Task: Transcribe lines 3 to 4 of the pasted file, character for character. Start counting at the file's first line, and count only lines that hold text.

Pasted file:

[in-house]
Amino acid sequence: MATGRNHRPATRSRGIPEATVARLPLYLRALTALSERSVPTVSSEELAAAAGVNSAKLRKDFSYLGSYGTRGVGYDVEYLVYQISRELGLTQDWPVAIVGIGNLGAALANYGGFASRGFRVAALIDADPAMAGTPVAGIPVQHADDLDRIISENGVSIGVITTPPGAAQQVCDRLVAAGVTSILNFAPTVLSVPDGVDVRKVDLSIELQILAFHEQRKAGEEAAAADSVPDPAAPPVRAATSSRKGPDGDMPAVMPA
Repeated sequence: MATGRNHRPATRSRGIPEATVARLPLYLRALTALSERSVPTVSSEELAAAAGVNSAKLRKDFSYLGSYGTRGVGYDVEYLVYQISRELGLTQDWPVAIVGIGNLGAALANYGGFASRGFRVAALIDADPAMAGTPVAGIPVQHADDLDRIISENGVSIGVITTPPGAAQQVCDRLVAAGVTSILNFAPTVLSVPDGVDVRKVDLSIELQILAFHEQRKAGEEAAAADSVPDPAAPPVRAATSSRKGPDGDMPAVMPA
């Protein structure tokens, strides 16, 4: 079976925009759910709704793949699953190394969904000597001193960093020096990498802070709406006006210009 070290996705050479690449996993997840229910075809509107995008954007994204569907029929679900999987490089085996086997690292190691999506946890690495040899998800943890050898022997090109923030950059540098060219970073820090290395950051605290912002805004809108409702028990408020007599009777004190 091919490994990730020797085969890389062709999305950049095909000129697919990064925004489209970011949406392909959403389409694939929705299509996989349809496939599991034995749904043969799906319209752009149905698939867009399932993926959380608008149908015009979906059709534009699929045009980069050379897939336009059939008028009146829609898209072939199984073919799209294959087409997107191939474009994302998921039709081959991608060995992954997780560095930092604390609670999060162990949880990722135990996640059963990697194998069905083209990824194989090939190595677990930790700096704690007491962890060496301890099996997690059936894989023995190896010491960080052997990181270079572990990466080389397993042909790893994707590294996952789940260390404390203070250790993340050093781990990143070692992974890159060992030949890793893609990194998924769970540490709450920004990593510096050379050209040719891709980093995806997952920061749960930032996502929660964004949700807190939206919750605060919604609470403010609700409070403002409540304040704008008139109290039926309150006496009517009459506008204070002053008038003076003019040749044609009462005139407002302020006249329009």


Repeated sequence: MATGRNHRPATRSRGIPEATVARLPLYLRALTALSERSVPTVSSEELAAAAGVNSAKLRKDFSYLGSYGTRGVGYDVEYLVYQISRELGLTQDWPVAIVGIGNLGAALANYGGFASRGFRVAALIDADPAMAGTPVAGIPVQHADDLDRIISENGVSIGVITTPPGAAQQVCDRLVAAGVTSILNFAPTVLSVPDGVDVRKVDLSIELQILAFHEQRKAGEEAAAADSVPDPAAPPVRAATSSRKGPDGDMPAVMPA
């Protein structure tokens, strides 16, 4: 079976925009759910709704793949699953190394969904000597001193960093020096990498802070709406006006210009 070290996705050479690449996993997840229910075809509107995008954007994204569907029929679900999987490089085996086997690292190691999506946890690495040899998800943890050898022997090109923030950059540098060219970073820090290395950051605290912002805004809108409702028990408020007599009777004190 091919490994990730020797085969890389062709999305950049095909000129697919990064925004489209970011949406392909959403389409694939929705299509996989349809496939599991034995749904043969799906319209752009149905698939867009399932993926959380608008149908015009979906059709534009699929045009980069050379897939336009059939008028009146829609898209072939199984073919799209294959087409997107191939474009994302998921039709081959991608060995992954997780560095930092604390609670999060162990949880990722135990996640059963990697194998069905083209990824194989090939190595677990930790700096704690007491962890060496301890099996997690059936894989023995190896010491960080052997990181270079572990990466080389397993042909790893994707590294996952789940260390404390203070250790993340050093781990990143070692992974890159060992030949890793893609990194998924769970540490709450920004990593510096050379050209040719891709980093995806997952920061749960930032996502929660964004949700807190939206919750605060919604609470403010609700409070403002409540304040704008008139109290039926309150006496009517009459506008204070002053008038003076003019040749044609009462005139407002302020006249329009």